Voter voices: What issues will the next mayor face while dealing with Kansas City’s economic development?
Despite growing frustration with the city’s approach to economic development downtown and other areas, Kansas City voters were not ready to place a stringent cap on incentives for developers.
With a majority of precincts reporting Tuesday, 66% of voters said no to Question One.
The ballot measure would have capped at 50% the amount of property taxes the city can abate or redirect on development projects.
Voters weren’t necessarily against controlling incentives for developers.
“I thought it wasn’t very well thought out,” said one of those “no” voters, Linda Smith, 75, of South Kansas City, a private school teacher in Prairie Village.
Douglas Decker, 68, a retired special education teacher, voted “yes” at Christ the King Catholic Church on Wornall Road in Waldo.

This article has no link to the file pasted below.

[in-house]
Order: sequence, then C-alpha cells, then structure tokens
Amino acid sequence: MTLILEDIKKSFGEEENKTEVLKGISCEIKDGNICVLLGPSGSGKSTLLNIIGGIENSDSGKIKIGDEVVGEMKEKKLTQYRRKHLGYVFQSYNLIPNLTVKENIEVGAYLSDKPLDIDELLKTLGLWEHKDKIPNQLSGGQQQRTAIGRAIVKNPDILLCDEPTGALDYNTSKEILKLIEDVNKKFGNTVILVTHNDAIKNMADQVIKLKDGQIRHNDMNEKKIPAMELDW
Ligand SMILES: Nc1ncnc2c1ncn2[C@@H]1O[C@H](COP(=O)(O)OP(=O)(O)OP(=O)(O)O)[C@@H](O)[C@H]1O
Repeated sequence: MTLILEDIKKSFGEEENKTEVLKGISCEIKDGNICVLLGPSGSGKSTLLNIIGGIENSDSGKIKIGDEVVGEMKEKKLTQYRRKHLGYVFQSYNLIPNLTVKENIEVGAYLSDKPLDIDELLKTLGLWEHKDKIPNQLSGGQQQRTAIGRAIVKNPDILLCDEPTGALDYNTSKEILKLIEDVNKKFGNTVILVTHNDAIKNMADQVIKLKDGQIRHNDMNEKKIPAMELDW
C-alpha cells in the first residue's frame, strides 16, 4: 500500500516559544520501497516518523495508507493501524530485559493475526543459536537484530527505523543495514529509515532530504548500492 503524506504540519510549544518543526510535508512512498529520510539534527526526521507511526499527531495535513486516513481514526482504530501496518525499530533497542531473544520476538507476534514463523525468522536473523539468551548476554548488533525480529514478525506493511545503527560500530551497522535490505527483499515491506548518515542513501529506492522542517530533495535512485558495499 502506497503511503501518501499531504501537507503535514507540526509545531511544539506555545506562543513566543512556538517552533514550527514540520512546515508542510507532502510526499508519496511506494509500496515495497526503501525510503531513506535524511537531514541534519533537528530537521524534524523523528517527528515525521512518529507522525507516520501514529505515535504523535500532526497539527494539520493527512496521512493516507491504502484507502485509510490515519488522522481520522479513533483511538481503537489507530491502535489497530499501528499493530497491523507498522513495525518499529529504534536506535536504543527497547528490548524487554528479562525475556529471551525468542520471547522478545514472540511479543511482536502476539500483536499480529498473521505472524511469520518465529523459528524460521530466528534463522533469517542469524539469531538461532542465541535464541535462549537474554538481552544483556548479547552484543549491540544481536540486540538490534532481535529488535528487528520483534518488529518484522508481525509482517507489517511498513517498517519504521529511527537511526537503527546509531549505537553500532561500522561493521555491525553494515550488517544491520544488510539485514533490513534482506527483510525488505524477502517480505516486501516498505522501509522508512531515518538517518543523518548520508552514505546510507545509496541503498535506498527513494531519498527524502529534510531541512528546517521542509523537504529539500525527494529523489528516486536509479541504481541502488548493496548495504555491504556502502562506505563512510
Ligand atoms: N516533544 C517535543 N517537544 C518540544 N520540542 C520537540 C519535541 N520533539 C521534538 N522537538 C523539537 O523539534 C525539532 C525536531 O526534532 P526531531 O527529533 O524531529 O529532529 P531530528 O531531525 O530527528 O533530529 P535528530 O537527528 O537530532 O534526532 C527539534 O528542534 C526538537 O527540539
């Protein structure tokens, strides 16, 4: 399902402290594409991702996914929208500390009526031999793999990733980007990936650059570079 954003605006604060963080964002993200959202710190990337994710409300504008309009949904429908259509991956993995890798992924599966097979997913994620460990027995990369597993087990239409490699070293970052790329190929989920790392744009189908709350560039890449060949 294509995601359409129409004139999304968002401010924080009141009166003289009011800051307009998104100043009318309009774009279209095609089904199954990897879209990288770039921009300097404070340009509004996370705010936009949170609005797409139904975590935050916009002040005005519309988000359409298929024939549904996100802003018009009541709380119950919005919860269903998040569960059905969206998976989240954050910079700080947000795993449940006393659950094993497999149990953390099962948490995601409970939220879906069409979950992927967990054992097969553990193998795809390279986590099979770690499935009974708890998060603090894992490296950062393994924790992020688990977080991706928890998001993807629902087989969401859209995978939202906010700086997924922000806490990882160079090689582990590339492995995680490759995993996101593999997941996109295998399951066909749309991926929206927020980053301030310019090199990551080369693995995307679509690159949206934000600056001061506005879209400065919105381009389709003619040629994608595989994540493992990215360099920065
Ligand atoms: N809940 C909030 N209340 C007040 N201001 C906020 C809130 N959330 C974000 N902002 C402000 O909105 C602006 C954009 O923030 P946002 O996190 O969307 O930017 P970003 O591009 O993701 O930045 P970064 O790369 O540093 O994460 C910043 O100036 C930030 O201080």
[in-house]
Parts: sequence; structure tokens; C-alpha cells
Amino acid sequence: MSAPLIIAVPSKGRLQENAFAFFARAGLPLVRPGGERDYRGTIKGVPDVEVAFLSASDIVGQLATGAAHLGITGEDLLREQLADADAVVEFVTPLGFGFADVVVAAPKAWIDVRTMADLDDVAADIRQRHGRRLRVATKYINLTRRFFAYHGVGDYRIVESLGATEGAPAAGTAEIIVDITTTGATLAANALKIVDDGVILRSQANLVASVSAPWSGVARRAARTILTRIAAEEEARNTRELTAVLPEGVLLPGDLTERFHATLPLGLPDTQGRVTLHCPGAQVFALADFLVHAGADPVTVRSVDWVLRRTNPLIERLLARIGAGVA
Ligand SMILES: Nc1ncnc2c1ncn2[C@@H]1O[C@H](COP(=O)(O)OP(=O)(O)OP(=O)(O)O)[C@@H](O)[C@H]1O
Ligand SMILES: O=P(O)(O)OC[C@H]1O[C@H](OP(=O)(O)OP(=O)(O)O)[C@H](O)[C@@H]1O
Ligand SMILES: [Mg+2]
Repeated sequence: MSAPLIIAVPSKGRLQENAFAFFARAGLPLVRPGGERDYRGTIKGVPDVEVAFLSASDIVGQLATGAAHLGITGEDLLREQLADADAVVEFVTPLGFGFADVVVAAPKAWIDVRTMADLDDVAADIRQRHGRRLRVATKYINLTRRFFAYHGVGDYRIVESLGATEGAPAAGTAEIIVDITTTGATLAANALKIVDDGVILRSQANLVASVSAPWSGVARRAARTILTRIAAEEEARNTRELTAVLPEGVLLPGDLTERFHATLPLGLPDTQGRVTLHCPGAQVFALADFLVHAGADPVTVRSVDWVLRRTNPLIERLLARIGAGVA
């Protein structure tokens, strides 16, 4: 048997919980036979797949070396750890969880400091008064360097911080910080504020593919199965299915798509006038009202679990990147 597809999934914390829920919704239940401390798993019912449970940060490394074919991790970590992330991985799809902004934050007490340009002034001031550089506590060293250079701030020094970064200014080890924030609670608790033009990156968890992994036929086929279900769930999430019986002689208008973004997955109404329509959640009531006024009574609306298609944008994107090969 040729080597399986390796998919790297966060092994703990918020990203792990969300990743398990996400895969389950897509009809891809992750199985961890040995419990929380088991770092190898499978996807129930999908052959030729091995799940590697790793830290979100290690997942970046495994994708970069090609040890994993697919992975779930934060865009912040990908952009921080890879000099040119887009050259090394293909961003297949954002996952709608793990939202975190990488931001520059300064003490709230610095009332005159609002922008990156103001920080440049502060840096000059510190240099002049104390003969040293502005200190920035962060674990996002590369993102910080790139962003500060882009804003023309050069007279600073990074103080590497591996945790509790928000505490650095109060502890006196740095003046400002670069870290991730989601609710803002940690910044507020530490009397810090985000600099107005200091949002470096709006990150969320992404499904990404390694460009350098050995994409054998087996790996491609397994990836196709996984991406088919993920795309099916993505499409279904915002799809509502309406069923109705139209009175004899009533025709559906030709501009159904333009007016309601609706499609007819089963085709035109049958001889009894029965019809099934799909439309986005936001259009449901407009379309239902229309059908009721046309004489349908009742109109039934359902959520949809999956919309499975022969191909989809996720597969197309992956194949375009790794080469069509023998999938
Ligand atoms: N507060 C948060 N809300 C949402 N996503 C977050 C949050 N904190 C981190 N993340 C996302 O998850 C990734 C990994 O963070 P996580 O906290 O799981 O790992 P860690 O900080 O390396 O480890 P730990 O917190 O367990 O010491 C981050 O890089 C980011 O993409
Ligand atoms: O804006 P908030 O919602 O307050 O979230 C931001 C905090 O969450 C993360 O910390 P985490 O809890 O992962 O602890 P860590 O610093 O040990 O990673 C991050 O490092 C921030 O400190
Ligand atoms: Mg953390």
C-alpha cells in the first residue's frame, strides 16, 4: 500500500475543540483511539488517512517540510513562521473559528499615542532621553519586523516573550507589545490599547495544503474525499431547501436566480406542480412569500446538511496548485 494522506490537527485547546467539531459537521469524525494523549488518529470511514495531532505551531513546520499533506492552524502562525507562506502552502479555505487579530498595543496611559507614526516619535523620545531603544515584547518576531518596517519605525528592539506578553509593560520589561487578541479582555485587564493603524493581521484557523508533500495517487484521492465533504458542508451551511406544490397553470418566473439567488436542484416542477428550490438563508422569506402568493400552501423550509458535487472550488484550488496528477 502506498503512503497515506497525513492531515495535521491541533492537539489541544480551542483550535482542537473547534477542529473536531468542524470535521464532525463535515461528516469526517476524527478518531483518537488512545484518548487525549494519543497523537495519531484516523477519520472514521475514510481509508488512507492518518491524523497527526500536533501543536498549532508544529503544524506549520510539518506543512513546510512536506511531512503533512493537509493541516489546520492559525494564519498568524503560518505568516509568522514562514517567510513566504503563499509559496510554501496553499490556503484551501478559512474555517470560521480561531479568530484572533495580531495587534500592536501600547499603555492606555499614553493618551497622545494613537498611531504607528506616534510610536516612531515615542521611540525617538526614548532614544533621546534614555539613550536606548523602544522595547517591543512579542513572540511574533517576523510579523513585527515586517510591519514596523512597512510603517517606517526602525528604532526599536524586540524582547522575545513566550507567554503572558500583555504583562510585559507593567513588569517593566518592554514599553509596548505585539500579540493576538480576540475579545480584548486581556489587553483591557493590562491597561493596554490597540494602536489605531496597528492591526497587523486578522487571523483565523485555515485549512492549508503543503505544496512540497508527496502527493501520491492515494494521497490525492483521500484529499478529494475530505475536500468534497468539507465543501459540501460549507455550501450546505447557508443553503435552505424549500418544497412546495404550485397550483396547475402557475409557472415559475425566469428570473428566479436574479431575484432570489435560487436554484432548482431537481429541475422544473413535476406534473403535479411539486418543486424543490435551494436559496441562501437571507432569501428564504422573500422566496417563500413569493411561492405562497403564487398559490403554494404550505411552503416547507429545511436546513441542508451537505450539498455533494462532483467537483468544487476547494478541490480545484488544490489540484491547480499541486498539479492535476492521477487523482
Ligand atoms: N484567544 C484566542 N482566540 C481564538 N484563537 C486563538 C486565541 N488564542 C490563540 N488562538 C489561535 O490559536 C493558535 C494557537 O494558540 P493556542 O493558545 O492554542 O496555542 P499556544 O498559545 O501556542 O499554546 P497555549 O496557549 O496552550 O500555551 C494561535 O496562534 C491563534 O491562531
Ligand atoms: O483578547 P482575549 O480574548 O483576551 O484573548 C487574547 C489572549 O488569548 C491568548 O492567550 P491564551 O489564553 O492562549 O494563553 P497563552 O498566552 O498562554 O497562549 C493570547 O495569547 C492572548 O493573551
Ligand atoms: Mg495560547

“I taught school for 30 years and no one seems to understand how much money we lost for education,” Decker said.
Question One was a citizen-led attempt to reduce tax developers’ incentives. The Coalition for Kansas City Economic Development Reform collected more than 2,300 signatures to put the proposition on the ballot.
Previously, a 2016 ordinance spearheaded by then-City Councilman Quinton Lucas capped developers’ tax abatements at 75%, unless the project would have high economic impact or was located in an economically distressed area.
Question One provided no exceptions to a 50% cap.
Neither Lucas nor his opponent in the mayoral race, Jolie Justus, supported it.
Proponents said Lucas’ ordinance didn’t do enough to prevent developers from receiving major incentives. They wanted money to go to voter-approved projects instead.
But critics said the 50% cap would harm the city, and it would be better to wait until Lucas’ ordinance had more time to have an effect.
“We are just beginning to see the positive effects of the development deals using the 75% cap,” the Greater Kansas City Chamber of Commerce had said in a statement in May. The chamber approves of the city’s current exceptions allowing greater incentives in needy neighborhoods and high impact impact.
If it had passed the measure would have taken effect Jan. 1.